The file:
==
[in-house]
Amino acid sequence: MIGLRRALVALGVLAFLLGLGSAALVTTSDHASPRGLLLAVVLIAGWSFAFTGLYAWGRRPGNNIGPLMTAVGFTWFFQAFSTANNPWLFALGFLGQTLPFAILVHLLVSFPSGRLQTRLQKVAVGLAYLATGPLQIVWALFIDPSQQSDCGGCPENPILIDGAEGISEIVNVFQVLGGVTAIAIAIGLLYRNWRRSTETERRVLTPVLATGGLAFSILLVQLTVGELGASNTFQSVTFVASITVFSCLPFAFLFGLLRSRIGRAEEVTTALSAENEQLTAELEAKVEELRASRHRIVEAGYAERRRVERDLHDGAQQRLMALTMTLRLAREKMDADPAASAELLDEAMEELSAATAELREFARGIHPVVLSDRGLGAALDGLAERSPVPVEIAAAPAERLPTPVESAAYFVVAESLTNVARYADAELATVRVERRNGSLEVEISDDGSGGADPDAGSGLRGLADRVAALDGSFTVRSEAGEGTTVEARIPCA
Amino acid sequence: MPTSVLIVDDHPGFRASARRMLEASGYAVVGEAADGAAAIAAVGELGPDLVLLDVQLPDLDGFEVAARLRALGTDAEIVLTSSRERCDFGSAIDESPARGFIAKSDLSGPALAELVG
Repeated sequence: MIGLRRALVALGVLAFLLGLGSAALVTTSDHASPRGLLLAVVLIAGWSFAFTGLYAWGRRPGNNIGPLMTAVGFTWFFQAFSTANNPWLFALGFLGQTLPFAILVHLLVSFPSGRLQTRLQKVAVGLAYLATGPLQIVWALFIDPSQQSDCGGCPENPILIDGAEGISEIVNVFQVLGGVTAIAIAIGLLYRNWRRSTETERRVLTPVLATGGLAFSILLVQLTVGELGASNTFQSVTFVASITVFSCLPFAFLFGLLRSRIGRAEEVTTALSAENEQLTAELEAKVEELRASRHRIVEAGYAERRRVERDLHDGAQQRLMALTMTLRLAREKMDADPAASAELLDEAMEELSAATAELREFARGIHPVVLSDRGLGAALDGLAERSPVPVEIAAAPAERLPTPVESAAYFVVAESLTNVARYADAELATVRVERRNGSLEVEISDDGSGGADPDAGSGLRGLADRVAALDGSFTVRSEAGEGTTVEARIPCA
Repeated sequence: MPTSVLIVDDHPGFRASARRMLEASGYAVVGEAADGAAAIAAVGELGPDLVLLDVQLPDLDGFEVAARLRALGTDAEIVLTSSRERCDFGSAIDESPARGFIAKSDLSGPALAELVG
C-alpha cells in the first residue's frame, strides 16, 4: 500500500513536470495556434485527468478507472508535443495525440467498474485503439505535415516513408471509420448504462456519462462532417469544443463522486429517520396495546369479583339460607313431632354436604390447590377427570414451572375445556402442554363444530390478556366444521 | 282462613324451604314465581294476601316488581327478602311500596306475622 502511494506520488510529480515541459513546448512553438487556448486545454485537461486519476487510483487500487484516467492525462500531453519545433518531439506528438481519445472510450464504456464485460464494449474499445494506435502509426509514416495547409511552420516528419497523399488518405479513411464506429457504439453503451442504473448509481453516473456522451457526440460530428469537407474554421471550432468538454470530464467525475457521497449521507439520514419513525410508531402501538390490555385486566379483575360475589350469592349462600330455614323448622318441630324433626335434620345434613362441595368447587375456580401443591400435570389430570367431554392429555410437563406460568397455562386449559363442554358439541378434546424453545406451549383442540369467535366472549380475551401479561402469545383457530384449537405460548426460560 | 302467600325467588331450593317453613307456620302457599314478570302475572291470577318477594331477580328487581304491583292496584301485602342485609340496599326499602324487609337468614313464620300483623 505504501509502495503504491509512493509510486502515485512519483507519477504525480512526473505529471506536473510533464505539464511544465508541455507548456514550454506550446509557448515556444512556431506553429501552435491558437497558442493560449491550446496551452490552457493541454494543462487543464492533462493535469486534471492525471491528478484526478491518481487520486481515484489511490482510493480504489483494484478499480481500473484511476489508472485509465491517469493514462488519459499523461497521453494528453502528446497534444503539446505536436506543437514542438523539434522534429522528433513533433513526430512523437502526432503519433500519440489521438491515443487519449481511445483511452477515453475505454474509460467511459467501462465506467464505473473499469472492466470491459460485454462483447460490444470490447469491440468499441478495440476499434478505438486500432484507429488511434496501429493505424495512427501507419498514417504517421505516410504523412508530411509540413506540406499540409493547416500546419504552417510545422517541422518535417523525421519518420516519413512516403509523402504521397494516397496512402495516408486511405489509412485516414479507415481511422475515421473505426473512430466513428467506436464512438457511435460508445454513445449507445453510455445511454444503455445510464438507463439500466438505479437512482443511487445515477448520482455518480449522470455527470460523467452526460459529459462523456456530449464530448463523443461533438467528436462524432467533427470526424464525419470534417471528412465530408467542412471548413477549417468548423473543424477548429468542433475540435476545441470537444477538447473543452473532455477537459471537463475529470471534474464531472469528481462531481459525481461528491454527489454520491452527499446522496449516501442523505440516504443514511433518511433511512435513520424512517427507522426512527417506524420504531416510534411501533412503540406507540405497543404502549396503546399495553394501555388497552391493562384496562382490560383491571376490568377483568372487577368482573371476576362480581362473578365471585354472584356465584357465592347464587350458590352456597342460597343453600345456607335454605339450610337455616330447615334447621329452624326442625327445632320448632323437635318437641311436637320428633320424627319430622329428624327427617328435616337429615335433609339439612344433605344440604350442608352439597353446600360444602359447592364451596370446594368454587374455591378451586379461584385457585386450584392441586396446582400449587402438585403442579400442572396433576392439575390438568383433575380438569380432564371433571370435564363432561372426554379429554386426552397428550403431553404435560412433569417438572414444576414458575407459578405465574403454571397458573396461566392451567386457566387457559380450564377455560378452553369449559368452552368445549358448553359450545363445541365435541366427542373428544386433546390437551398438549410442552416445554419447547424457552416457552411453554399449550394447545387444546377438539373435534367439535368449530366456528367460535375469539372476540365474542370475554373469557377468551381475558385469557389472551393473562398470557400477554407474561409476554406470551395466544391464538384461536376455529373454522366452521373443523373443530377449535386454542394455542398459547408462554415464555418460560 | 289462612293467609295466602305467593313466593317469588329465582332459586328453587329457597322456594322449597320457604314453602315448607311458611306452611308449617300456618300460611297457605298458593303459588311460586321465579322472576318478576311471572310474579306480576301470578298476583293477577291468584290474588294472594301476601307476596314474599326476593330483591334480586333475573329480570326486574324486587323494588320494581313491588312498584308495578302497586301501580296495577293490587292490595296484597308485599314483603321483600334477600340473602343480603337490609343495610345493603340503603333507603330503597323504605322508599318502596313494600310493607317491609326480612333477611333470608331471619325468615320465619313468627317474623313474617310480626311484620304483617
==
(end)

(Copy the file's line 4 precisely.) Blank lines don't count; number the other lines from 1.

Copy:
Repeated sequence: MIGLRRALVALGVLAFLLGLGSAALVTTSDHASPRGLLLAVVLIAGWSFAFTGLYAWGRRPGNNIGPLMTAVGFTWFFQAFSTANNPWLFALGFLGQTLPFAILVHLLVSFPSGRLQTRLQKVAVGLAYLATGPLQIVWALFIDPSQQSDCGGCPENPILIDGAEGISEIVNVFQVLGGVTAIAIAIGLLYRNWRRSTETERRVLTPVLATGGLAFSILLVQLTVGELGASNTFQSVTFVASITVFSCLPFAFLFGLLRSRIGRAEEVTTALSAENEQLTAELEAKVEELRASRHRIVEAGYAERRRVERDLHDGAQQRLMALTMTLRLAREKMDADPAASAELLDEAMEELSAATAELREFARGIHPVVLSDRGLGAALDGLAERSPVPVEIAAAPAERLPTPVESAAYFVVAESLTNVARYADAELATVRVERRNGSLEVEISDDGSGGADPDAGSGLRGLADRVAALDGSFTVRSEAGEGTTVEARIPCA